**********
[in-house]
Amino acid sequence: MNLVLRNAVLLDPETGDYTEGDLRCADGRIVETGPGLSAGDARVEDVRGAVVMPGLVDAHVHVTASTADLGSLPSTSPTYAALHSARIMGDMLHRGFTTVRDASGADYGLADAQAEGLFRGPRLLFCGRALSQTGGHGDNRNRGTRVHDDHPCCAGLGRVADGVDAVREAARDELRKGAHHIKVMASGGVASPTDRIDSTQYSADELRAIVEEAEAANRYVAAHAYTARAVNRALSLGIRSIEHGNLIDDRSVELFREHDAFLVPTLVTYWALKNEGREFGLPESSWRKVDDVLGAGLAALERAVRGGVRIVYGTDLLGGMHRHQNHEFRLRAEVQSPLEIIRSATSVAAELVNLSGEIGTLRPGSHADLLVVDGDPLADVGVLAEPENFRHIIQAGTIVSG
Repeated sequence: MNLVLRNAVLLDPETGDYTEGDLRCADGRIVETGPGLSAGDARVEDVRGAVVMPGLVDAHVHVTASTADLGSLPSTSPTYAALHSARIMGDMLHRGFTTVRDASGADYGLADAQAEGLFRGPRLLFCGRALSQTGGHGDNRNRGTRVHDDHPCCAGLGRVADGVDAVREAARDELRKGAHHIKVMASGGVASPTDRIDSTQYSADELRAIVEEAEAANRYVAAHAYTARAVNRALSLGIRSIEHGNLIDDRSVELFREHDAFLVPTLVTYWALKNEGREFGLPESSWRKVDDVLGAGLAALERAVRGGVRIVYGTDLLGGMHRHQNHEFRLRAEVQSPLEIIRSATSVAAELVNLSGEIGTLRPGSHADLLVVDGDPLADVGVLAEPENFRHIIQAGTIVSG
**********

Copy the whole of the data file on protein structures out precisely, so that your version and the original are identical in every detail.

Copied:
[in-house]
Amino acid sequence: MNLVLRNAVLLDPETGDYTEGDLRCADGRIVETGPGLSAGDARVEDVRGAVVMPGLVDAHVHVTASTADLGSLPSTSPTYAALHSARIMGDMLHRGFTTVRDASGADYGLADAQAEGLFRGPRLLFCGRALSQTGGHGDNRNRGTRVHDDHPCCAGLGRVADGVDAVREAARDELRKGAHHIKVMASGGVASPTDRIDSTQYSADELRAIVEEAEAANRYVAAHAYTARAVNRALSLGIRSIEHGNLIDDRSVELFREHDAFLVPTLVTYWALKNEGREFGLPESSWRKVDDVLGAGLAALERAVRGGVRIVYGTDLLGGMHRHQNHEFRLRAEVQSPLEIIRSATSVAAELVNLSGEIGTLRPGSHADLLVVDGDPLADVGVLAEPENFRHIIQAGTIVSG
Repeated sequence: MNLVLRNAVLLDPETGDYTEGDLRCADGRIVETGPGLSAGDARVEDVRGAVVMPGLVDAHVHVTASTADLGSLPSTSPTYAALHSARIMGDMLHRGFTTVRDASGADYGLADAQAEGLFRGPRLLFCGRALSQTGGHGDNRNRGTRVHDDHPCCAGLGRVADGVDAVREAARDELRKGAHHIKVMASGGVASPTDRIDSTQYSADELRAIVEEAEAANRYVAAHAYTARAVNRALSLGIRSIEHGNLIDDRSVELFREHDAFLVPTLVTYWALKNEGREFGLPESSWRKVDDVLGAGLAALERAVRGGVRIVYGTDLLGGMHRHQNHEFRLRAEVQSPLEIIRSATSVAAELVNLSGEIGTLRPGSHADLLVVDGDPLADVGVLAEPENFRHIIQAGTIVSG